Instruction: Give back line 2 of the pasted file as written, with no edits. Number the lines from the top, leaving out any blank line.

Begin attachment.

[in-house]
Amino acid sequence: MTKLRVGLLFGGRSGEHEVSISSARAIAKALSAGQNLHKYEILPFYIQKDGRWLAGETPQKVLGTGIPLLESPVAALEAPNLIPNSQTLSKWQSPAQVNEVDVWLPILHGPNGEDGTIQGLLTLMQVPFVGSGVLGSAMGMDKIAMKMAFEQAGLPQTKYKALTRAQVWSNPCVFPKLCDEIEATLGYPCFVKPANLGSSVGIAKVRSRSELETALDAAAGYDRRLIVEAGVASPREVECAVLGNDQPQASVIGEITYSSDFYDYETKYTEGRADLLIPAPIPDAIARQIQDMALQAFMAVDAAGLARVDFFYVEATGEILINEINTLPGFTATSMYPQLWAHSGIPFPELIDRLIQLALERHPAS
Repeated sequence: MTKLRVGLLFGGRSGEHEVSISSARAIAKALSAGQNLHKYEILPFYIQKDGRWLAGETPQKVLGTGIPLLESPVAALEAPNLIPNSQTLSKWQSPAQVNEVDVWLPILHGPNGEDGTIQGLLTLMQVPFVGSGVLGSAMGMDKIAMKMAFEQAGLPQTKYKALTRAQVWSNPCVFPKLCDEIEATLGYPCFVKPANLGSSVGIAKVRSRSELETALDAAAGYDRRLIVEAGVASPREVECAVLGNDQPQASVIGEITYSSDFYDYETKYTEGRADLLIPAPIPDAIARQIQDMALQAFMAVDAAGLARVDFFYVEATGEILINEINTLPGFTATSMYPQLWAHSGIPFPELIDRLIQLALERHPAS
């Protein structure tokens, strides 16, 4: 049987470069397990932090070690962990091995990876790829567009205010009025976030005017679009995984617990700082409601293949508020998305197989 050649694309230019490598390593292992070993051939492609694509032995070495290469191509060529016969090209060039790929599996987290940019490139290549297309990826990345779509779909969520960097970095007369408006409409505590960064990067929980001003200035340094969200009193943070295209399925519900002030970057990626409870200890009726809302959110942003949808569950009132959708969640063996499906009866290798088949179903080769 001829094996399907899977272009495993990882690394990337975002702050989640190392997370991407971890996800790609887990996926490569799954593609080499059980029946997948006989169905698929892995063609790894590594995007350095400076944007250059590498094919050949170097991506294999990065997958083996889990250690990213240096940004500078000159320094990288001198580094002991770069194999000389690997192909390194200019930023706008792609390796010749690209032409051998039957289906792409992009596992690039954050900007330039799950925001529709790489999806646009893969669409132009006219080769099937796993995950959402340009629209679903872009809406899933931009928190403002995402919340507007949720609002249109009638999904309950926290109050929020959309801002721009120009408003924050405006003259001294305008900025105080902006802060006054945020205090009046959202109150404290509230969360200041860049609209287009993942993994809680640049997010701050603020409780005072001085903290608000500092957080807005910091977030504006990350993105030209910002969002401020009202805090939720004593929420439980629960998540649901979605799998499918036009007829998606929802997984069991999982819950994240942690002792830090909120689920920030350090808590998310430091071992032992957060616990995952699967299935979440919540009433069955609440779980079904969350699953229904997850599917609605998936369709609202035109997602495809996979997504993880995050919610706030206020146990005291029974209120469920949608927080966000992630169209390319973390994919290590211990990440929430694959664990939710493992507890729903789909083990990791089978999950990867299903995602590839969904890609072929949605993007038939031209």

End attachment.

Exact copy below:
Amino acid sequence: MTKLRVGLLFGGRSGEHEVSISSARAIAKALSAGQNLHKYEILPFYIQKDGRWLAGETPQKVLGTGIPLLESPVAALEAPNLIPNSQTLSKWQSPAQVNEVDVWLPILHGPNGEDGTIQGLLTLMQVPFVGSGVLGSAMGMDKIAMKMAFEQAGLPQTKYKALTRAQVWSNPCVFPKLCDEIEATLGYPCFVKPANLGSSVGIAKVRSRSELETALDAAAGYDRRLIVEAGVASPREVECAVLGNDQPQASVIGEITYSSDFYDYETKYTEGRADLLIPAPIPDAIARQIQDMALQAFMAVDAAGLARVDFFYVEATGEILINEINTLPGFTATSMYPQLWAHSGIPFPELIDRLIQLALERHPAS